Column: From Wimbledon tennis to FA Cup semi-finals, the past can be as much fun as the present

Nostalgia isn’t what it used to be, or is it. And with live sport suddenly at a premium, Kevin Anderson delves deep into the archives...

Saturday, 25th April 2020, 9:00 am
Short shorts, dodgy haircuts... the lack of present-day football has given us another chance to see how it used to be done. Here Liverpool face Everton in the 1977 FA Cup semi-final / Picture: Getty

Armchair or active? For the foreseeable future, we have precious little choice. An appetising summer of sport has been whipped away from us, locally and nationally.

Several Sussex clubs, including Eastbourne Town, were gearing for climactic promotion showdowns, now maddeningly denied. The final phase of the Albion season might well have been palpitating, if only for the wrong reasons, in the battle to retain Premier League status. But that is still on hold.

And then summer sport: Sussex county cricket at The Saffrons has just regained its foothold, after three successive annual fixtures in the one-day competition, each of them massively well supported. Cricket lives and breathes tradition, and since Ian Fletcher-Price and Co put us back on the cricket map in 2017, the crowds and the traditions have come pouring back. And ironically – with Kent’s visit in the Royal London not scheduled until late July – I guess that this year’s Saffrons Sunday is not yet ruled out.

A sight we won't see this year - a packed crowd at Devonshire Park for Eastbourne's week of top-level tennis / Picture: Getty

But our glorious Eastbourne Tennis Week has fallen victim. I managed to clock up 90 hours at last year’s tournament – yes, honestly. I saw the first point served in the first women’s qualifying match, and the match point of the final. Alicia Barnett and Karolina Pliskova respectively, in case it matters.

In fact the craziest of those 90 hours came in midweek, sitting with BBC Radio Sussex sports editor Tim Durrans, presenting his evening sports show until 10pm in the evening – in pitch darkness with failing torches, perched on one of the Devonshire Park picnic tables with a bemused but perfectly genial security guard looking on. This year, with a couple of breakfast show interviews, I reckoned I could just reach the 100-hour mark.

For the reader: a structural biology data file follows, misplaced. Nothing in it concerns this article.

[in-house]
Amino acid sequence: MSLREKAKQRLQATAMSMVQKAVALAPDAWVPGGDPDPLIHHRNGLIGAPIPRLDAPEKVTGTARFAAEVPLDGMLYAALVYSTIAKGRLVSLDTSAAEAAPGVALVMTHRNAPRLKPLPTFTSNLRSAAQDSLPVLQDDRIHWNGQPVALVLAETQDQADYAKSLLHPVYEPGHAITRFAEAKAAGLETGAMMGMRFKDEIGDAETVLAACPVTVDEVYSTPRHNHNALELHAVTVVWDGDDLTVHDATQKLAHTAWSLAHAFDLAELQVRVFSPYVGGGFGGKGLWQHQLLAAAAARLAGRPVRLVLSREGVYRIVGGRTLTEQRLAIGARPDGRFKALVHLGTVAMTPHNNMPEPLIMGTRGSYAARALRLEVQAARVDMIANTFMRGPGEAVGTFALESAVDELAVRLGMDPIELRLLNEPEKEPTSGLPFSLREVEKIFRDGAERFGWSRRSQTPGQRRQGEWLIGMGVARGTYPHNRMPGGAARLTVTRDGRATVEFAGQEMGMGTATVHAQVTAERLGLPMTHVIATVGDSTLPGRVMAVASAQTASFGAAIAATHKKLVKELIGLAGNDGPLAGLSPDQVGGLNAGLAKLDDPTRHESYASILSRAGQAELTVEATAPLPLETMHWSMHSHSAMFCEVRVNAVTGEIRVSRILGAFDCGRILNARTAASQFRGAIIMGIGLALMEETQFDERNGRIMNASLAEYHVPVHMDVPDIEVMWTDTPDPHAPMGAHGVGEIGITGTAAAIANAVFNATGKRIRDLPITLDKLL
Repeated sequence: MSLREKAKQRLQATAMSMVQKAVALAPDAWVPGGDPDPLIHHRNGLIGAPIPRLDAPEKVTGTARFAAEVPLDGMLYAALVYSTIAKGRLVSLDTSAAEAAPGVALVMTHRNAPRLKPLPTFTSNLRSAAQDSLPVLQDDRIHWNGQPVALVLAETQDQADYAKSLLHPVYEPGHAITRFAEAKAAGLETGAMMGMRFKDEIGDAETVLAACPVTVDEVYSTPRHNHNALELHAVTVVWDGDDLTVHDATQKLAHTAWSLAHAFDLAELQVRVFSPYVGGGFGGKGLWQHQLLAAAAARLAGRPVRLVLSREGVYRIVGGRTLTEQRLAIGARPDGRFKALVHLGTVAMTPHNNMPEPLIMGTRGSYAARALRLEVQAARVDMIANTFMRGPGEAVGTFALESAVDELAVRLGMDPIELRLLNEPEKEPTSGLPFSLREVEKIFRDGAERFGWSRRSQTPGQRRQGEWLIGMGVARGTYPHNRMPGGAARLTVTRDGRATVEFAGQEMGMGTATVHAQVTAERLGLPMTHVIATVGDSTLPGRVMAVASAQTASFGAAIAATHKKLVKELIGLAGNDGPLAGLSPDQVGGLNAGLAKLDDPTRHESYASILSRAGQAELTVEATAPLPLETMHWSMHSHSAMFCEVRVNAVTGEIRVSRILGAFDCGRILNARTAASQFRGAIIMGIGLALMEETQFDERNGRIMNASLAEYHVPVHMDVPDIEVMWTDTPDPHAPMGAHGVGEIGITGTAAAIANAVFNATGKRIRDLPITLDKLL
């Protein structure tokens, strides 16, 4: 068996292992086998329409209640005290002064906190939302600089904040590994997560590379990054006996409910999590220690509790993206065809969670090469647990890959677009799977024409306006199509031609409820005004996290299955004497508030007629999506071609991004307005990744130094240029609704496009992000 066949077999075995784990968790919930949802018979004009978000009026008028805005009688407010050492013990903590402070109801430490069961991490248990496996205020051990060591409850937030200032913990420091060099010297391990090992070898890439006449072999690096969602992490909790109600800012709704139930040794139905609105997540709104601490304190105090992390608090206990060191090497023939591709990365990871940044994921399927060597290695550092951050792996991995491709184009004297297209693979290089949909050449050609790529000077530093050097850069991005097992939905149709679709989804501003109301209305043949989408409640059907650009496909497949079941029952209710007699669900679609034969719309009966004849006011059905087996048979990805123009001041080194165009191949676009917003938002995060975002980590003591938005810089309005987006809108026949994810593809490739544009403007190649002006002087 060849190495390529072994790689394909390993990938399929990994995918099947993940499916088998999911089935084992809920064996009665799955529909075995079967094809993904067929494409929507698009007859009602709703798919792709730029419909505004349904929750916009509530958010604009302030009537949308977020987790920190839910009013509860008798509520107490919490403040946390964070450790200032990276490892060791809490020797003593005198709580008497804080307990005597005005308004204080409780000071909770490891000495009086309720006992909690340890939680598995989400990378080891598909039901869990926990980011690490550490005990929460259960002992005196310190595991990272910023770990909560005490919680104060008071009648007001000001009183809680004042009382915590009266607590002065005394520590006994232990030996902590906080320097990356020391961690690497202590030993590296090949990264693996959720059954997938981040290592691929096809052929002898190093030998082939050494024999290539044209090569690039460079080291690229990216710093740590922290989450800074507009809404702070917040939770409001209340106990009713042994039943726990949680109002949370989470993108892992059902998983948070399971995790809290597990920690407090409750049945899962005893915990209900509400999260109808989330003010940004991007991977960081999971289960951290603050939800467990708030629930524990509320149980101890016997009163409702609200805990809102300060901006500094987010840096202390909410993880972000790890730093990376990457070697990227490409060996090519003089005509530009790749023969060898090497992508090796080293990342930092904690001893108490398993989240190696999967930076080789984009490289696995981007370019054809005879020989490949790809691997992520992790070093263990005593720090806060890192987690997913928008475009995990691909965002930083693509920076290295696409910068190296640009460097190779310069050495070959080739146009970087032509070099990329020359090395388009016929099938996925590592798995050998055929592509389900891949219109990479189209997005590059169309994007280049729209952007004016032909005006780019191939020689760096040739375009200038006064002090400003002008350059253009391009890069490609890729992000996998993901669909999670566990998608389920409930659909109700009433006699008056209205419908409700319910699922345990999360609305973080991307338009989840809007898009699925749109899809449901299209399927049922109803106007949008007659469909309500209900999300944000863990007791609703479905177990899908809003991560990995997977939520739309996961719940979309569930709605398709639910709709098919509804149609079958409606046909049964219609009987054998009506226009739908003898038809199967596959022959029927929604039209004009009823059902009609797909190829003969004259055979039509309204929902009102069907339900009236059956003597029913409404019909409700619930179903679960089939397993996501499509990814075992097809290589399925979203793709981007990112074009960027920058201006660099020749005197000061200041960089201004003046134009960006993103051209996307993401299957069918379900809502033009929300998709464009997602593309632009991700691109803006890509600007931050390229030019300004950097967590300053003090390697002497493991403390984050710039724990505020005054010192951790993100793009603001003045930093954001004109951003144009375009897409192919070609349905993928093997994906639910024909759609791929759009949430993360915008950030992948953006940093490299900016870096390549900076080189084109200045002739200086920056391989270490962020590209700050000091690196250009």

But now, instead of admiring Danny Negus’s shimmering green grass on Centre Court, I guess I’ll just be mowing my own lawn. Il faut cultiver son jardin, as the French say...

It goes without saying of course, that all this whingeing, from myself or any other sports nuts out there, is as absolutely nothing set against the devastation and the dreadful effects of the wretched virus. Not one of us, for a single moment, would put our silly games before the safety and health of our nation.

But anyway, we have a fallback. The Wimbledon fortnight, if not also the Eastbourne week, will be a feast of televised highlights from years past. Cricket pundits and viewers alike will spend hours trying to decide whether the 2005 Ashes series was greater than the epic summer of ‘81. (No contest for me – and yes, Mike Brearley was definitely England’s greatest ever captain.) Then they’ll get really forensic, and agonise over the most memorable ball in Test Cricket. Warne to Gatting for me, since you ask.

When the BBC started digging in the archives for grainy old football highlights, I wasn’t planning to watch. If you’ve read this far, you will surely agree that we need our fix live. But ever so grudgingly, I have to admit that the archivists and editors are coming up with some great stuff.

Just last Saturday afternoon – or it might have been Sunday, since we’re all finding the days blurring into one, aren’t we – the BBC were replaying classic FA Cup semi-finals, and goodness me, they were worth watching.

There is so much that we have forgotten, or half forgotten. Be honest – did you remember that little Chesterfield made it to an FA Cup semi in 1997? And was it really more than 40 years ago – 1977 – that Liverpool came achingly close to a treble of Championship, FA Cup and European Cup? Even the names of the competitions give their age away.

But quite apart from the historical context, those old highlights provide a fascinating contrast with today. A whole string of contrasts struck me as I watched. Here is the shortlist.

- The pace of those games is absolutely frantic, no cat-and-mouse or stroking the passes about

- The pitches were in an awful state, scarcely better than parks pitches in a wet November

- The fouls were a bit less cynical, but a lot more brutal. And not a red card in sight

- Few action replays, and certainly no VAR, only some very dodgy refereeing decisions

- Those shorts, excruciatingly short, and those haircuts, embarrassingly long (not to mention the de rigeur droopy moustaches).

“Grandad, did you really look like that?” - “Yes, darling, but it was a different world in the olden days.”

It’s really true. Nostalgia isn’t what it used to be…